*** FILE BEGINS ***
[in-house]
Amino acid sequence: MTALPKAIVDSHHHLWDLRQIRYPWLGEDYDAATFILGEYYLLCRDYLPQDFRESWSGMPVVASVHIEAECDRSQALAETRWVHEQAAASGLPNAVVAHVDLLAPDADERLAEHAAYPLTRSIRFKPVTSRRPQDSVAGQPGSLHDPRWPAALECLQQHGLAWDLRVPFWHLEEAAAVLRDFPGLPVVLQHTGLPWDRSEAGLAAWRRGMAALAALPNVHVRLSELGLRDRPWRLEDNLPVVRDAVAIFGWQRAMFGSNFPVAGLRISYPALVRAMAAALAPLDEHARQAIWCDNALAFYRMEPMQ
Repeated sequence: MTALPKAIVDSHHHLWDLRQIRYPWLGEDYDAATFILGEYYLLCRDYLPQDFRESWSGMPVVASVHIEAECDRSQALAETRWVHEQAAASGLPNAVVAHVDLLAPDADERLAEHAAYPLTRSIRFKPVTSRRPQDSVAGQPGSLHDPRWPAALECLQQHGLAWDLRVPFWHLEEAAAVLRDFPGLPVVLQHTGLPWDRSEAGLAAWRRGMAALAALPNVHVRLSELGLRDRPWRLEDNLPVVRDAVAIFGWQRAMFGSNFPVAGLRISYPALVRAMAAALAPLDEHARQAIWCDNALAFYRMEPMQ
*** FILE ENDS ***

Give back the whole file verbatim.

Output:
[in-house]
Amino acid sequence: MTALPKAIVDSHHHLWDLRQIRYPWLGEDYDAATFILGEYYLLCRDYLPQDFRESWSGMPVVASVHIEAECDRSQALAETRWVHEQAAASGLPNAVVAHVDLLAPDADERLAEHAAYPLTRSIRFKPVTSRRPQDSVAGQPGSLHDPRWPAALECLQQHGLAWDLRVPFWHLEEAAAVLRDFPGLPVVLQHTGLPWDRSEAGLAAWRRGMAALAALPNVHVRLSELGLRDRPWRLEDNLPVVRDAVAIFGWQRAMFGSNFPVAGLRISYPALVRAMAAALAPLDEHARQAIWCDNALAFYRMEPMQ
Repeated sequence: MTALPKAIVDSHHHLWDLRQIRYPWLGEDYDAATFILGEYYLLCRDYLPQDFRESWSGMPVVASVHIEAECDRSQALAETRWVHEQAAASGLPNAVVAHVDLLAPDADERLAEHAAYPLTRSIRFKPVTSRRPQDSVAGQPGSLHDPRWPAALECLQQHGLAWDLRVPFWHLEEAAAVLRDFPGLPVVLQHTGLPWDRSEAGLAAWRRGMAALAALPNVHVRLSELGLRDRPWRLEDNLPVVRDAVAIFGWQRAMFGSNFPVAGLRISYPALVRAMAAALAPLDEHARQAIWCDNALAFYRMEPMQ